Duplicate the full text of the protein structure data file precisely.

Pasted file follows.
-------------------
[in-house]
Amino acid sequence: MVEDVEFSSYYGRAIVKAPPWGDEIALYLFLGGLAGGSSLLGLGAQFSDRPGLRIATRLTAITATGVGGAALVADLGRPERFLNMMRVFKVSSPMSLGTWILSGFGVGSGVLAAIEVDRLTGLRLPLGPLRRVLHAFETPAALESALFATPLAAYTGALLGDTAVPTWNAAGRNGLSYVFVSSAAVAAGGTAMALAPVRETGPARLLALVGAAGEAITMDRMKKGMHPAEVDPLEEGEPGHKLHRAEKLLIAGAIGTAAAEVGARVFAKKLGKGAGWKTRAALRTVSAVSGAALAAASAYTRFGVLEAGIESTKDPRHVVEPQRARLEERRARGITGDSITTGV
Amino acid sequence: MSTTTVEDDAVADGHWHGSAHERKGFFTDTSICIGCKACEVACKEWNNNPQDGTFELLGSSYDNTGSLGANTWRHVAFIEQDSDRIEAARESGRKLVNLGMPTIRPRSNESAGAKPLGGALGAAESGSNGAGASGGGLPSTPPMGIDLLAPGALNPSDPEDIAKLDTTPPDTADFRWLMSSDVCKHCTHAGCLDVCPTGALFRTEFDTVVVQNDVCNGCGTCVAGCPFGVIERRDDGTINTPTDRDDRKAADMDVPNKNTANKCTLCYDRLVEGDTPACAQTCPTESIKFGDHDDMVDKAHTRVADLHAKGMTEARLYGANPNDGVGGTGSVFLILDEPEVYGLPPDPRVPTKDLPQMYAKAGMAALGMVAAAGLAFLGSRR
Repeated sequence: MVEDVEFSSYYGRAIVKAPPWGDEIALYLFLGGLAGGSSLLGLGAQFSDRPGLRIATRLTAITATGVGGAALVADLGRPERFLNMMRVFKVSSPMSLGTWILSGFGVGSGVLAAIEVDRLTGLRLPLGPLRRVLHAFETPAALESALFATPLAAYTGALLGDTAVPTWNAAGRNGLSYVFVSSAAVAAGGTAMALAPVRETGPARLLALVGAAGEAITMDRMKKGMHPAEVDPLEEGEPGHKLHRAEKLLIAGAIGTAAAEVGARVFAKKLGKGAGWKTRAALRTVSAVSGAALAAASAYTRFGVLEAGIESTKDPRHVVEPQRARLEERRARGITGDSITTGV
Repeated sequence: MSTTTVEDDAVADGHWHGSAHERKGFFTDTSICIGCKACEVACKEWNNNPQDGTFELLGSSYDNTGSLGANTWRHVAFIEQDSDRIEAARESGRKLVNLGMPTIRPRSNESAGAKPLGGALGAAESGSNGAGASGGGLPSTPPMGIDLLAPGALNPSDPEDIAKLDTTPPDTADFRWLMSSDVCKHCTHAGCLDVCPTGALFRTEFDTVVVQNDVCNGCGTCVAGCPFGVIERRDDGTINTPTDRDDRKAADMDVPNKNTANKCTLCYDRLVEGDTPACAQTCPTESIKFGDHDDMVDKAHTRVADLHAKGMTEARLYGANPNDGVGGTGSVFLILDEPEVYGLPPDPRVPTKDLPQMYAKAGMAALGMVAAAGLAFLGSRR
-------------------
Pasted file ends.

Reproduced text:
[in-house]
Amino acid sequence: MVEDVEFSSYYGRAIVKAPPWGDEIALYLFLGGLAGGSSLLGLGAQFSDRPGLRIATRLTAITATGVGGAALVADLGRPERFLNMMRVFKVSSPMSLGTWILSGFGVGSGVLAAIEVDRLTGLRLPLGPLRRVLHAFETPAALESALFATPLAAYTGALLGDTAVPTWNAAGRNGLSYVFVSSAAVAAGGTAMALAPVRETGPARLLALVGAAGEAITMDRMKKGMHPAEVDPLEEGEPGHKLHRAEKLLIAGAIGTAAAEVGARVFAKKLGKGAGWKTRAALRTVSAVSGAALAAASAYTRFGVLEAGIESTKDPRHVVEPQRARLEERRARGITGDSITTGV
Amino acid sequence: MSTTTVEDDAVADGHWHGSAHERKGFFTDTSICIGCKACEVACKEWNNNPQDGTFELLGSSYDNTGSLGANTWRHVAFIEQDSDRIEAARESGRKLVNLGMPTIRPRSNESAGAKPLGGALGAAESGSNGAGASGGGLPSTPPMGIDLLAPGALNPSDPEDIAKLDTTPPDTADFRWLMSSDVCKHCTHAGCLDVCPTGALFRTEFDTVVVQNDVCNGCGTCVAGCPFGVIERRDDGTINTPTDRDDRKAADMDVPNKNTANKCTLCYDRLVEGDTPACAQTCPTESIKFGDHDDMVDKAHTRVADLHAKGMTEARLYGANPNDGVGGTGSVFLILDEPEVYGLPPDPRVPTKDLPQMYAKAGMAALGMVAAAGLAFLGSRR
Repeated sequence: MVEDVEFSSYYGRAIVKAPPWGDEIALYLFLGGLAGGSSLLGLGAQFSDRPGLRIATRLTAITATGVGGAALVADLGRPERFLNMMRVFKVSSPMSLGTWILSGFGVGSGVLAAIEVDRLTGLRLPLGPLRRVLHAFETPAALESALFATPLAAYTGALLGDTAVPTWNAAGRNGLSYVFVSSAAVAAGGTAMALAPVRETGPARLLALVGAAGEAITMDRMKKGMHPAEVDPLEEGEPGHKLHRAEKLLIAGAIGTAAAEVGARVFAKKLGKGAGWKTRAALRTVSAVSGAALAAASAYTRFGVLEAGIESTKDPRHVVEPQRARLEERRARGITGDSITTGV
Repeated sequence: MSTTTVEDDAVADGHWHGSAHERKGFFTDTSICIGCKACEVACKEWNNNPQDGTFELLGSSYDNTGSLGANTWRHVAFIEQDSDRIEAARESGRKLVNLGMPTIRPRSNESAGAKPLGGALGAAESGSNGAGASGGGLPSTPPMGIDLLAPGALNPSDPEDIAKLDTTPPDTADFRWLMSSDVCKHCTHAGCLDVCPTGALFRTEFDTVVVQNDVCNGCGTCVAGCPFGVIERRDDGTINTPTDRDDRKAADMDVPNKNTANKCTLCYDRLVEGDTPACAQTCPTESIKFGDHDDMVDKAHTRVADLHAKGMTEARLYGANPNDGVGGTGSVFLILDEPEVYGLPPDPRVPTKDLPQMYAKAGMAALGMVAAAGLAFLGSRR